“Good players,” said a great sporting philosopher, “they want to be good players all the time. Don’t you know how profound that is?”
Alright, it wasn’t a philosopher, it was former Leyton Orient manager John Sitton in one of the all-time classic sporting meltdowns.
But amid the frazzled football man’s attempts to fire, fight and frighten his own players, there was that nugget of wisdom. Good players want to be good players all the time.
Wayne Bennett is unlikely to have offered any of his players out for a car park straightener like Sitton – now a taxi driver – did, but he would certainly appreciate the appeal to consistency.
Bennett is a supreme motivator and man manager, and has made a career out of producing consistency where, previously, there was only talent.
Across five decades’ worth of coaching, he’s turned guys that nobody could get a tune out of into world beaters – and perhaps never so effectively as last year with the Dolphins.
Bennett has never been known as a tactics-first guy, but better than almost anyone, he fundamentally understands the nature of rugby league as a weak-link sport, and has always been able to raise the floor sufficiently high that his teams wouldn’t lose, allowing the conditions from which his best players could deliver wins.
Given a team of potential weak links at Redcliffe, he turned the Dolphins into a side that, through commitment, collective effort and spirit, could reach a baseline of performance most weeks and therefore pick up wins against those who dropped their own levels.
Remember that second part, by the way. Weak links lose you games and strong links win them, and the strongest link by a long chalk in the Dolphins line-up was Hamiso Tabua-Fidow.
Here was a guy that the Cowboys were happy to let go, who had played 50 games but never locked down a position.
He got seven straight at fullback after debuting on the wing, before getting moved back to an edge, then to the centres, then back to fullback, then to the bench, then wherever needed. Seven was the longest streak in the same role, and that when he first broke into grade.
At the Dolphins, Bennett gave him the 1 and left him there for 13 matches before injuries elsewhere forced his hand. He was rewarded with the best form of Tabuai-Fidow’s career.
Now, the challenge for Bennett, Hammer and the Dolphins is consistency.
Last year, they were the beneficiary of a little complacency from others, a lack of expectation on themselves and a high level of cohesion that came from having a squad that they couldn’t really rotate.
In 2024, nobody will be complacent, there is a baseline level that the club need to top and signings have brought an element of choice to the selection table.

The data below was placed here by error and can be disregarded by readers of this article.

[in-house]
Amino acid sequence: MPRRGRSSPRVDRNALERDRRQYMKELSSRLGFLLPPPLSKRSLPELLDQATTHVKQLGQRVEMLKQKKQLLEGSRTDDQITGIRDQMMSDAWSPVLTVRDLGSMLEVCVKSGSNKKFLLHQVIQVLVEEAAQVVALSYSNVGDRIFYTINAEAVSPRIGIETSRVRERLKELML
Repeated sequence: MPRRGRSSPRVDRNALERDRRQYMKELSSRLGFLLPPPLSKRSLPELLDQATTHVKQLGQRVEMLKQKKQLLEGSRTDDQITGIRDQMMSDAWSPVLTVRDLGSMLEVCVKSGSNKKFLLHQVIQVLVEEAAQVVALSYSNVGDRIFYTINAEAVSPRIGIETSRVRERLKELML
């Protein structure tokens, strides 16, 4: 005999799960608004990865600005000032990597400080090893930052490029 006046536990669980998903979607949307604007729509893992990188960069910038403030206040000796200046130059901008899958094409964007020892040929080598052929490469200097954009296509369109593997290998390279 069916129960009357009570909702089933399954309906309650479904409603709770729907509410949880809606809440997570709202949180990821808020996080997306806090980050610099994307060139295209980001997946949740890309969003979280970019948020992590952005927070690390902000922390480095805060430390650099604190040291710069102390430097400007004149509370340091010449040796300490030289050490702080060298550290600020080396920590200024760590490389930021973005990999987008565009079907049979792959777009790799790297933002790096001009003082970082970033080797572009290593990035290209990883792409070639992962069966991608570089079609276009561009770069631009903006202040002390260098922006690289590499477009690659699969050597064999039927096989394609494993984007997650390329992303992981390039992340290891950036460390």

Bennett and assistant Kristian Woolf have done well to make Redcliffe a place that players want to join and have recruited smartly in strengthening the centres, their weakest position, while adding vital depth.
Where Euan Aitken and Herman Ese’ese were regulars, now Herbie Farnworth and Tom Flegler can come in.
The likes of Edrick Lee and Anthony Milford will not be seen anywhere near as much, and Brenko Lee and JJ Collins not at all.
The floor is raised, but the pressure is now on Tabuai-Fidow to do it all over again.
The way the Dolphins set up last year was for Sean O’Sullivan to be the steady hand with Isaiya Katoa or Kodi Nikorima to provide spark and Jeremy Marshall-King to move the side around.
It worked pretty well, with Nikorima in particular having a great season – chalk another up for Bennett the master – and Katoa doing well in his first year of grade.
Top of the pile was the Hammer – at least, for the first part of the year. Tabuai-Fidow racked up incredible numbers, especially before Origin, earning himself a Queensland jersey and a heap of prize.
Afterwards, however, he suffered with the rest of the team as fatigue, injuries and suspensions bit hard and saw results change.
That’s not a criticism of Hamiso, really, as creative players tend to need the game to be going in their favour to perform, and for smaller, speed-dominant guys, that might be even more true.
What is relevant for 2024 is that some of those issues should be solved. The depth is better and the general talent level across the 30 has risen, so theoretically the Hammer should get more chances to show what he can do.
The question for him is whether he can continue to add to what he has. His speed is as good as anyone’s and he has proven capable of making great impacts into games, but his ball-handling remains an area in which he could improve.
His creativity for other players, for example, ranks alongside guys like Hayze Perham and Daine Laurie – so not great – and in a side like the Dolphins, where the halves can sometimes take a backseat to the fullback in the structure, that might be problem.
With both Farnworth and Jake Averillo now in the side, there’ll be better options to pass to, and a more settled three pivots around him will help to build those connections.
The NRL is littered with stories of fast guys who burned bright at a young age and then weren’t able to make it last, but the signs are that, under Bennett and in this Dolphins structure, the Hammer won’t be one of them.
He’s got the talent to go to the next level and with the recruitment that has been done for 2024, he’ll get the support, too. He’ll also get guidance from Bennett, as well as the arm around the shoulder that he clearly needs.
Tabuai-Fidow was one of the breakout stars in a breakout season for the Phins. Now, it’s on him to make sure that he isn’t just a breakout, but a genuine star of the competition who can dominate over a long period. Based on 2023, you wouldn’t back against him.